According to data from World Health Organization (WHO), in 2019, there are around 1.1 billion people smoked tobacco and approximately 80% of them live in low- and middle-income countries.
Each year, more than 8 million people around the world die from illnesses related to tobacco use. More than 7 million of those deaths are the result of direct tobacco use while around 1.2 million are the result of non-smokers being exposed to second-hand smoke.
Tobacco smoke contains more than 7,000 chemicals, and at least 250 of these are known to be harmful to the body, including nicotine, tar and carbon monoxide.
Nicotine is an addictive substance that affects the brain and nervous system. It acts as a stimulant and increases heart rate and breathing. At higher doses nicotine is a deadly poison that has been used as an insecticide.
Tar is a sticky brown substance that remains after tobacco is burned. It is deposited in the lungs and contains chemicals called carcinogens, which can cause cancer when inhaled.
Carbon monoxide is a poisonous gas formed when tobacco burns. It lowers the blood’s ability to carry oxygen and constricts blood vessels, increasing the workload of the heart.
How Does Smoking Affects The Body?
Smoking has been found to harm nearly every organ and part of the body. The effects depend on the age when a person first started smoking, the number of cigarettes that the person smokes per day, and the number of years he or she has smoked.
Smoking can seriously damage your lungs. It can causes chronic obstructive pulmonary disease (COPD), a group of progressive lung diseases that include asthma, chronic bronchitis and emphysema. People with COPD have difficulties breathing, primarily due to the narrowing of their airways and destruction of lung tissue.
The risk of COPD increases with the number of cigarettes smoked and the number of years a person has been smoking. Currently, there is no cure for this disease but you can slow down the progression, and stopping smoking is the most effective way to do this.
Smoking also causes many other lung diseases such as tuberculosis, pneumonia, and lung cancer.
Smoking causes high blood pressure and increase your risk of blood clots. All of these increase the risk of heart disease. In fact, smoking doubles your risk of having a heart attack, and if you smoke you have twice the risk of dying from coronary heart disease than lifetime non-smokers.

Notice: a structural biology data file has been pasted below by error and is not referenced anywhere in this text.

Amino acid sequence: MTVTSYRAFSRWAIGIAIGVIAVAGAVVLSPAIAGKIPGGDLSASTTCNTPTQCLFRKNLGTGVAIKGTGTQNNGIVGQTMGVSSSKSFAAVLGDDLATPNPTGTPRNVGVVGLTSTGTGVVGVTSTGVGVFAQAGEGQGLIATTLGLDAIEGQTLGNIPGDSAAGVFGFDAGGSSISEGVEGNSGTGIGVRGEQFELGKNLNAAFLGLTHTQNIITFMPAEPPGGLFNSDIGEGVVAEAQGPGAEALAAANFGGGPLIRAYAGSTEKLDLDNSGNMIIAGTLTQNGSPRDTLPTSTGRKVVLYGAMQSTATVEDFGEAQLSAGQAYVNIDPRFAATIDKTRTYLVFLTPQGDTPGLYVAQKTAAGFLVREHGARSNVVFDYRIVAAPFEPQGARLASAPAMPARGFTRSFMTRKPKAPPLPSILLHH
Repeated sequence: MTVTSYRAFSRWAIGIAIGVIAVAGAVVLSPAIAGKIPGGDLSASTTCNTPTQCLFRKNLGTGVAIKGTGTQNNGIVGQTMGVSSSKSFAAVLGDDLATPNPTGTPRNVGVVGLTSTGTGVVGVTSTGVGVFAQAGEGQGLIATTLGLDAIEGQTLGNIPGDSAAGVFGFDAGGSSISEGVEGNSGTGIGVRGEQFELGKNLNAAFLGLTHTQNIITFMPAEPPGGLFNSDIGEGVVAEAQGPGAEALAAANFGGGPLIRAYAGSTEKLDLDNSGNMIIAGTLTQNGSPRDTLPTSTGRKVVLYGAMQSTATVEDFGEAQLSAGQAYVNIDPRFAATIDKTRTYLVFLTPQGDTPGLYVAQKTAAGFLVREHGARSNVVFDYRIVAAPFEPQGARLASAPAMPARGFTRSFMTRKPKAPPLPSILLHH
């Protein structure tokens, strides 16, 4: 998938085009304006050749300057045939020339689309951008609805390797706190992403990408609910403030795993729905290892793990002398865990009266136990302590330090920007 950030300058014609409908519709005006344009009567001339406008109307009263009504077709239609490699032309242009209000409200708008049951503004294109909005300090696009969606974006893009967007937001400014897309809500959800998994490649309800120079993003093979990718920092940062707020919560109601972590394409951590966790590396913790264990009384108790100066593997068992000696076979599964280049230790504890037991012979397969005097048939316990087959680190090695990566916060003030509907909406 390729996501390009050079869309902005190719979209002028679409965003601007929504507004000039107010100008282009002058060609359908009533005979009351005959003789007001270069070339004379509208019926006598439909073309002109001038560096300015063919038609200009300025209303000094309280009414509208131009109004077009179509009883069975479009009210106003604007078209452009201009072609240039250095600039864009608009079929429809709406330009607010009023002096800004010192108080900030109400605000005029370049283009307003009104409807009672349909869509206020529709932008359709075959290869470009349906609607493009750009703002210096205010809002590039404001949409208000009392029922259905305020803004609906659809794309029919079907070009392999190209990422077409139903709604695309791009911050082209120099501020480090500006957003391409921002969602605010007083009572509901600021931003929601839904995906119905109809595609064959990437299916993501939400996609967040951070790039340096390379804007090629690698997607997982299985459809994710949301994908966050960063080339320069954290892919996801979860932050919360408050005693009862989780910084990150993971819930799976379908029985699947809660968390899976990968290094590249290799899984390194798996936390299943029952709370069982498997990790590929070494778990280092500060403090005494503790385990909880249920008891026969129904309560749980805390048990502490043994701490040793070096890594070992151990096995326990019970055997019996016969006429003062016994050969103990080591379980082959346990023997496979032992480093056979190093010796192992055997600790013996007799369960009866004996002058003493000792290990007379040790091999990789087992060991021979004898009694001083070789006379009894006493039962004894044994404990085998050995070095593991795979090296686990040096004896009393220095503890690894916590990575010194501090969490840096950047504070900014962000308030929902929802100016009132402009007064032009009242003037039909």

Arms and Legs
Smoking can damage blood vessel walls, making it more difficult for the heart to pump blood to the arms and legs. Over time, this can lead to peripheral vascular disease (PVD).
In serious cases, this may result in severe pain, loss of a leg, increased risk of coronary artery disease, and carotid atherosclerosis, a narrowing of the arteries that supply blood to the brain.
Smoking reduces the amount of oxygen to the skin, causing your skin to be dry and lose elasticity. This means smoking may speed up the aging of your skin. Smoking even gives you a sallow, yellow-grey complexion and hollow cheeks, which can cause you to look gaunt.
If you smoke, you are more likely to have a stroke than someone who doesn’t smoke. In fact, smoking increases your risk of having a stroke by at least 50%. And, by smoking, you double your risk of dying from a stroke.
Smoking increases your risk of a stroke by increasing your chances of developing a brain aneurysm. This is a bulge in a blood vessel caused by a weakness in the blood vessel wall.
This can rupture or burst which will lead to a serious condition known as a subarachnoid haemorrhage, an uncommon type of stroke which can cause extensive brain damage and death.
Smoking may increase the chance of developing stomach cancer or ulcers. Tobacco is especially linked to stomach cancers that occur near the esophagus.
Smoking can weaken the muscle that controls the lower end of your esophagus and allow acid from the stomach to flow back up into the esophagus, causing reflux symptoms.
Smoking can cause your bones to become weak and brittle. This because the chemicals in cigarette smoke may interfere with the natural cycle of bone health. It also causes existing bone tissue to break down more rapidly, leading to low bone density, especially for older women.
Women need to be especially careful as they are more likely to suffer from osteoporosis than non-smokers.
Smoking can lead to several eye diseases such as age-related macular degeneration, cataracts, glaucoma and graves’ ophthalmopathy. The worst effect of smoking in this area is that it can cause permanent blindness to the eyes.
Mouth and teeth
Smoking causes unattractive problems like bad breath and tooth discoloration. It can also cause gum disease and damage to your sense of taste. The most serious effect of smoking on this area is an increased risk of developing cancer in your tongue, throat, and lips.
Reproduction and fertility
Smoking can cause male impotence as it damages blood vessels that supply blood to the penis. It can also damage sperm, reduce sperm count and cause testicular cancer.
For women, smoking can reduce fertility and increase your risk of cervical cancer. Smoking while you are pregnant can lead to miscarriage, premature birth, and illness.
The Bottom Line
Smoking affects a smoker’s health in many ways, harming nearly every organ of the body. Many of the health problems linked to smoking can steal away a person’s quality of life long before death. Quitting smoking, especially at younger ages, can reduce your risk of developing these problems. Try these quit smoking tips to kick the bad habit now.